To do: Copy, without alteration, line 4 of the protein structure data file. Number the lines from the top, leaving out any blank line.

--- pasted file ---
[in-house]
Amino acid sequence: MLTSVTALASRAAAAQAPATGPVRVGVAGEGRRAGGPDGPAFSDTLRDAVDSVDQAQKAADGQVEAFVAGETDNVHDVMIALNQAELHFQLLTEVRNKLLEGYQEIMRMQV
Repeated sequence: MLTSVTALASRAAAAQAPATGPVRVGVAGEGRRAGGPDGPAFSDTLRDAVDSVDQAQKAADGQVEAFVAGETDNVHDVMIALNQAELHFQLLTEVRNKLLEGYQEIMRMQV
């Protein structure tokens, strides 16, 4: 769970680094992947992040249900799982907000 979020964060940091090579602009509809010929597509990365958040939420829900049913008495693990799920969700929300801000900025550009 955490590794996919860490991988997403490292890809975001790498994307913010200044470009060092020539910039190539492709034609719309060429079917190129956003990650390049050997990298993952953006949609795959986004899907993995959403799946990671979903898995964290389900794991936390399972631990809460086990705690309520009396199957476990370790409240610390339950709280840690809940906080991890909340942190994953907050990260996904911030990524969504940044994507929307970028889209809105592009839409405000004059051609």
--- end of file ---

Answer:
């Protein structure tokens, strides 16, 4: 769970680094992947992040249900799982907000 979020964060940091090579602009509809010929597509990365958040939420829900049913008495693990799920969700929300801000900025550009 955490590794996919860490991988997403490292890809975001790498994307913010200044470009060092020539910039190539492709034609719309060429079917190129956003990650390049050997990298993952953006949609795959986004899907993995959403799946990671979903898995964290389900794991936390399972631990809460086990705690309520009396199957476990370790409240610390339950709280840690809940906080991890909340942190994953907050990260996904911030990524969504940044994507929307970028889209809105592009839409405000004059051609």